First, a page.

Jun 26, 2015

    Where to draw the line on 'beauty'

    WHEN I was in Myanmar with my family last year, I could not help but notice that most of the women and children had odd-looking yellow patches on their cheeks.

    We reckoned that it was probably their version of the Malaysian bedak sejuk (cooling rice powder) and it was amusing to see that even some men had smeared the yellow stuff on their cheeks and forehead.

    Later, we found out that this was called "thanaka", a distinctive part of Myanmarese culture dating back some 2,000 years. The bark or root of the thanaka tree is ground into powder, which is then mixed with a measured amount of water to form a paste. The scent reminds one of sandalwood, and it supposedly provides a cooling effect and protection from the sun.

    Some even go as far as to say it thwarts acne and promotes smooth skin. Come to think of it, I hardly saw any Myanmarese with bad skin, so there may be some truth to it for all we know.

    Sometimes, the thanaka is drawn on the face in designs such as stripes or a leaf. Apparently, this practice of applying thanaka has spread to Thailand as well.

    While I get how this cultural practice is viewed as cosmetic by the locals, I found it a little comical that there was a huge billboard with a model fronting some product, with the distinctive yellow patches on her cheeks.

    We all have our own perception of what is appropriate for home use and what is for public consumption. And obviously, the Myanmarese thought this was perfectly acceptable and even attractive. Bet you will never see any ads with pretty women sporting bedak sejuk on their faces in Malaysia!

    We also saw another extreme - long-necked Padaung women wearing brass rings and belonging to the indigenous Karen people. Story has it that they consider the extra-long neck a sign of great beauty and wealth, and that it will attract a better husband.

    Of course, this bizarre practice is not about to take off any time soon in the modern world, as most people probably do not share their idea of beauty.

    This got me thinking about how people view beauty: How do you define what is acceptable and what is not; why are some practices just fads while others become mainstream?

    For instance, most of us would not think twice about going under the knife to get rid of one's eyebags. A little nip and tuck to lift sagging skin or a nose job to enhance your features are seen as positive steps to boost self-confidence and feed our unquenchable thirst for eternal youth.

    In fact, plastic surgery has become so common that statistics in 2012 suggest that one in five women in South Korea has done it. Most girls would have done something to their faces once they hit 19, as they did not want to be left behind by their peers.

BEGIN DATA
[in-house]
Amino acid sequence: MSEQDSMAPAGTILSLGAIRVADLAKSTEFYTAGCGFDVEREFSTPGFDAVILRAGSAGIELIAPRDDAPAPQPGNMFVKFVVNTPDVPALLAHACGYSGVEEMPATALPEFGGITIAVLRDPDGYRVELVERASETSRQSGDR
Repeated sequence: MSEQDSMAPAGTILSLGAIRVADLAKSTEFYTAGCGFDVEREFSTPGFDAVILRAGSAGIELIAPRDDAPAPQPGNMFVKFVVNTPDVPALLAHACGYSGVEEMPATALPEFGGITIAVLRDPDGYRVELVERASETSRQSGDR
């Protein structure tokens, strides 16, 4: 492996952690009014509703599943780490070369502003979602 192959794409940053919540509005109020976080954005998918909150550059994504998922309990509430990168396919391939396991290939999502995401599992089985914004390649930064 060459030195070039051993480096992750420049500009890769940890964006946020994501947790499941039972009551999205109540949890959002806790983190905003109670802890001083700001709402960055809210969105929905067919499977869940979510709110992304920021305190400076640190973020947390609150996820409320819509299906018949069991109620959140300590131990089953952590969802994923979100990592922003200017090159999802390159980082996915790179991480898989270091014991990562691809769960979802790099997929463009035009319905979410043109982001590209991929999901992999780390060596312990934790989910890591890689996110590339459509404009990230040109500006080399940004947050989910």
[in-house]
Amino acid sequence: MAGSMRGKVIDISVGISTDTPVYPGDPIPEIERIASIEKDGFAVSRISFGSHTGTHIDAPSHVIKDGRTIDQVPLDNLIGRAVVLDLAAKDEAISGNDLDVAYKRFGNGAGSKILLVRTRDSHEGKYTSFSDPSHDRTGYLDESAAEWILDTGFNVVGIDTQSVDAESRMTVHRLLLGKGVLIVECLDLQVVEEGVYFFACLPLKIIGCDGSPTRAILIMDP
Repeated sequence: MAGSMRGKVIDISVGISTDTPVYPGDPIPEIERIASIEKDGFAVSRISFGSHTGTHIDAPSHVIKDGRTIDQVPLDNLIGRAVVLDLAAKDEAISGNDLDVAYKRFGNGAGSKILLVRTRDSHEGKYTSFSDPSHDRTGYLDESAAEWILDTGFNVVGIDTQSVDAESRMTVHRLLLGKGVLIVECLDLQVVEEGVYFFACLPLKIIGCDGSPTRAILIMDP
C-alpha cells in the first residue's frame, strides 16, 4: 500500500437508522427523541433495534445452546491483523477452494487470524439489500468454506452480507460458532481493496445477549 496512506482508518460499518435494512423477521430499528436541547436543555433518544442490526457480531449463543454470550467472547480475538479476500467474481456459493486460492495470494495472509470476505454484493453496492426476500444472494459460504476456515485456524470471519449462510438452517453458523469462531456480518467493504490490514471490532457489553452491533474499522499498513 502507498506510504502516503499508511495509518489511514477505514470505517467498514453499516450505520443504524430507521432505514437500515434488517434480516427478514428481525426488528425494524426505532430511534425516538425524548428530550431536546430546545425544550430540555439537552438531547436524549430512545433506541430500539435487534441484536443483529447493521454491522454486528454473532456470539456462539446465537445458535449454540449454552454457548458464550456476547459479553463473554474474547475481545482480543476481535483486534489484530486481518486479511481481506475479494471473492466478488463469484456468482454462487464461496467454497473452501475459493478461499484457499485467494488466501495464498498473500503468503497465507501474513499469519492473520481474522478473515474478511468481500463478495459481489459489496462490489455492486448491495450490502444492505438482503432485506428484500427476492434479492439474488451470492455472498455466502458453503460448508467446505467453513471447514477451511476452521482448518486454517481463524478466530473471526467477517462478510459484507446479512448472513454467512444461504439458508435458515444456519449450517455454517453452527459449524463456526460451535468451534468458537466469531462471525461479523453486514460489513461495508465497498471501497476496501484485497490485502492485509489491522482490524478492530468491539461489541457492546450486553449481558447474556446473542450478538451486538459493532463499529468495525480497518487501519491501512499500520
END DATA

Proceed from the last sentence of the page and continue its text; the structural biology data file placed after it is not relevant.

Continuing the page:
According to Newyorker.com, remarks such as "you would be a lot prettier if you just had your jaw tapered" are no more insulting than "you'd get a lot more for your apartment if you redid the kitchen".

    That is mind-boggling and it makes me wonder: Where does one draw the line on what is enough modification to our God-given features before it goes too far?

    The current trend in South Korea that is spreading to other Asian countries, including Malaysia and Singapore, calls for women to have large eyes and narrow thin noses, all contained within a small V-shaped jawline. In 2013, a picture of aspiring Korean beauty queens went viral as netizens complained that plastic surgery made them all look like clones of each other.

    While I baulk at how these girls brave painful procedures just to conform to what society thinks is pretty, there are others who think the look is quite cool and trendy. My friend May, for instance, felt the girls looked beautiful and that the fad was current, different and interesting.

    The latest was a case in China, where a 15-year-old underwent major surgery to achieve this coveted look.

    I find all this worrying because, as this trend catches on here and young women get caught up in the pursuit of superficial beauty, they will no longer recognise the value of self-worth and other positive life skills.

    Aesthetics practitioner Anna Hoo made a very pertinent point when I interviewed her recently. She said that it was important for one's outlook and inner self to be aligned. If someone changes her entire face just to fit the image of what other people consider beautiful, it may not be truly what she wants for herself. And what is worse, there is no guarantee that one will be happy after that either.

    We are all in search of that elusive bluebird of happiness. But I reckon it is going to take a long journey of discovery, and not just plastic surgery, to get there.


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